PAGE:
This is an extract from an actual judgement that was recorded in the Goodwood (Cape Town) Court:
The following is an extract from the ﬁnal verdict, by His. Hon. Mr. Marais, a Magistrate in the Bellville Court, in Cape Town. In this matter we were called only to testify as general eye witnesses, but after the opposing team insisted on asking for expert opinion, and after the court approved that we may answer, we gave our opinion. This is part of the judgement, as it was read by the Magistrate, after the case was concluded:
“Now I have heard many, many, many a hundred, a thousand accidents in this court in the past ﬁfteen years. So, although I would never give myself out as an expert, I have heard how many accidents happened and why or the way that is described, makes absolutely a sense…
Now the evidence of Mr. Bezuidenhout, I must admit is probably the best I have heard in many years. I have heard how many experts testifying in this court, some good, some bad. I have heard seven people, so-called experts, come and testify as to the reconstruction of accidents afterwards. This one professor from Stellenbosch who made sort of a good impression on the Court, but not brilliant, but I must admit, this witness who testiﬁed today, is taking the cake by far. He clearly is head and shoulders above all other experts I have seen in court.
Although he did not testify as an expert today, the evidence that he gave is so clear and precise that the Court cannot ﬁnd any mistake whatsoever with that. While he gave his evidence, he did not want to venture into any assumptions or conclusions that he had drawn in cross-examination, he was pressed to make them and only after the Court said if that is the case, you can go ahead and make them, he made those conclusions and they, unfortunately make a hundred percent sense.
I cannot say any reason why the Court should not accept them. To come and say afterwards, but you cannot say that that is the glass that was lying there was from this accident or that you cannot say there was not other glass. He gave his explanation and his explanation is very clear that there was no other glass and it is very clear that that glass, he explained why it would have been there, why it would not have been in the front car, why it would not have been at another place. As I say, all the evidence regarding the possible point of impact, there is clearly no reason why the Court should not accept that, not even a hint of a suggestion that I cannot accept it.”
This is an extract from an actual judgement that was recorded in the High Court in Pretoria on 8 March 2016:
The following is an extract from the ﬁnal verdict, by His. Hon. AJ Olivier, an acting judge in the High Court, Gauteng Division, Pretoria. In this matter we were called to testify as Expert witnesses for the plaintiff. This is part of the judgement:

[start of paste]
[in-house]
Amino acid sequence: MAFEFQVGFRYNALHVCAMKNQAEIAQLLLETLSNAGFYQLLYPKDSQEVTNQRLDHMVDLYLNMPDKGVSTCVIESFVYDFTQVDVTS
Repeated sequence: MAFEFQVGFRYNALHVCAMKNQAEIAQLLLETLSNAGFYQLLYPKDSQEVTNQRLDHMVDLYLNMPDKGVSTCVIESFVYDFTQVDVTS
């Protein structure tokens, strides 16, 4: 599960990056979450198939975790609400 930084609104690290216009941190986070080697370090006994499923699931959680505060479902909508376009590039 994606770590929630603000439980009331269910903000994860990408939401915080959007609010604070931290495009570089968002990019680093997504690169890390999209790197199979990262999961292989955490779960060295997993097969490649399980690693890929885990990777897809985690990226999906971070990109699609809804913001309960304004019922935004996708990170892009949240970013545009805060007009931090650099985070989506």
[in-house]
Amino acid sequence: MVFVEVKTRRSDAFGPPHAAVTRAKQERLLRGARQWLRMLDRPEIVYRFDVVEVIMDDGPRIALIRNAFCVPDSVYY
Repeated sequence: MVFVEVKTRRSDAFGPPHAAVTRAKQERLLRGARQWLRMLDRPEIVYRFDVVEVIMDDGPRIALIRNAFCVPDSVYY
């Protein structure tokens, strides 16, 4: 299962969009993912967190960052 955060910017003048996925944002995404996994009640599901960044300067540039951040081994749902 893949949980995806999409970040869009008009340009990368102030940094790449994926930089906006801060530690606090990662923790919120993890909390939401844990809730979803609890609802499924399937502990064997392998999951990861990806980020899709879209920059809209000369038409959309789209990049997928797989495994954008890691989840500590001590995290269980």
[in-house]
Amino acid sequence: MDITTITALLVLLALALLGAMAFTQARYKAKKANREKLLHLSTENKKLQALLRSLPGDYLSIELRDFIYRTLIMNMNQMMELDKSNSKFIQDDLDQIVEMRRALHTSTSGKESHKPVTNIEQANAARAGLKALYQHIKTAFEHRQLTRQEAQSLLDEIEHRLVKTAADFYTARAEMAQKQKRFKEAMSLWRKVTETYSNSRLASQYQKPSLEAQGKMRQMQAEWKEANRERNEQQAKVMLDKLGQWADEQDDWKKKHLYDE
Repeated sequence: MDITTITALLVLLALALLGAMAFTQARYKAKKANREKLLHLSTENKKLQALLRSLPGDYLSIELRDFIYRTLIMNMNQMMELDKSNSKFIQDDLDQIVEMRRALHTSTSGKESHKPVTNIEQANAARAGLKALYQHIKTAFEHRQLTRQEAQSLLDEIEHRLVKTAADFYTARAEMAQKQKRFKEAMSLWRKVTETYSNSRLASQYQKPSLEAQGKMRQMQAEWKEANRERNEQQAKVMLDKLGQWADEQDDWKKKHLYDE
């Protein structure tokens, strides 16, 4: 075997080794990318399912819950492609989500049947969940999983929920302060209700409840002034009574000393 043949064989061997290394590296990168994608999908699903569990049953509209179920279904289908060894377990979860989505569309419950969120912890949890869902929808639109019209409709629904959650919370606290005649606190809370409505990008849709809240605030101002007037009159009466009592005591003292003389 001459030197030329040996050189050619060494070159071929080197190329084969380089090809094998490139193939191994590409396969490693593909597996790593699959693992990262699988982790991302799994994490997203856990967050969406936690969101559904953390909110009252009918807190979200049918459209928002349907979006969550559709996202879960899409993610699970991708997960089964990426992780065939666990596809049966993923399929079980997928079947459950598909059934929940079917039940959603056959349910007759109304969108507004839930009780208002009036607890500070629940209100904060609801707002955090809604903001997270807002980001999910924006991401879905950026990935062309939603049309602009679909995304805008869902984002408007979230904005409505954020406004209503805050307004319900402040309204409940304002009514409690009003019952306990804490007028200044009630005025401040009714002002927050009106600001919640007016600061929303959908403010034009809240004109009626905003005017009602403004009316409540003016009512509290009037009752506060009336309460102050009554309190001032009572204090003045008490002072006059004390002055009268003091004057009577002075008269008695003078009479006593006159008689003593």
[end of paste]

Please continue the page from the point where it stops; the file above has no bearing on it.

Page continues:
“I now turn to the evidence of Mr. Bezuidenhout, who used certain photographs as one of the bases of his report…
The expert witness performed well under sustained cross-examination. He conceded several points during cross-examination, including that the damage to the vehicle of the plaintiff could have been caused by something other than a collision with another vehicle. He was truthful. He carefully considered his answers. Considering the totality of his evidence, OI deem him to be a credible witness…
The expert should be independent, and uninfluenced by the party calling him as an expert witness in support of his or her case. In Shneider NO and Others vs Aspeling and Another 2010 (5) SA 203 (WCC) at 211-212, Davis J provided a summary of the duty and role of the expert:
In short, an expert comes to court to give the court the benefit of his or her expertise. Agreed, an expert is called by a particular party presumably because the conclusion of the expert, using his or her expertise, is in favor of the line of argument of the particular party. But that does not absolve the expert from providing the court with as objective and unbiased an opinion, based on his or her expertise, as is possible. An expert is not a hired gun who dispenses his or her expertise for the purposes of a particular case. An expert does not assume the role of advocate, nor give evidence which goes beyond the logic which is dictated by scientific knowledge which that expert claims to possess.
In my opinion the expert was sufficiently independent for me not to exclude his evidence. I accept his evidence and his conclusions.”
This is an extract from an actual judgement that was recorded in the High Court in Pretoria on 17 May 2017:
The following is an extract from the ﬁnal verdict, by His. Hon. Mr. M B Mahalelo, an acting judge in the High Court, Gauteng Division, Pretoria. In this matter we were called to testify as Expert witnesses for the plaintiff. This is part of the judgement:
“The defendant conceded that Mr. Bezuidenhout was an expert for the purpose for which he was called. Mr. Bezuidenhout testified in a straightforward and forthright manner. His expert opinion was in line with all the factual testimony given by both the plaintiff and the insured driver. He did not contradict himself nor were there any external contradictions in his testimony. Mr. Bezuidenhout was an exemplary witness on all accounts. On the other hand, the insured driver stated exactly the opposite as to how the collision occurred compared to the plaintiff. He was, however, not an impressive witness.”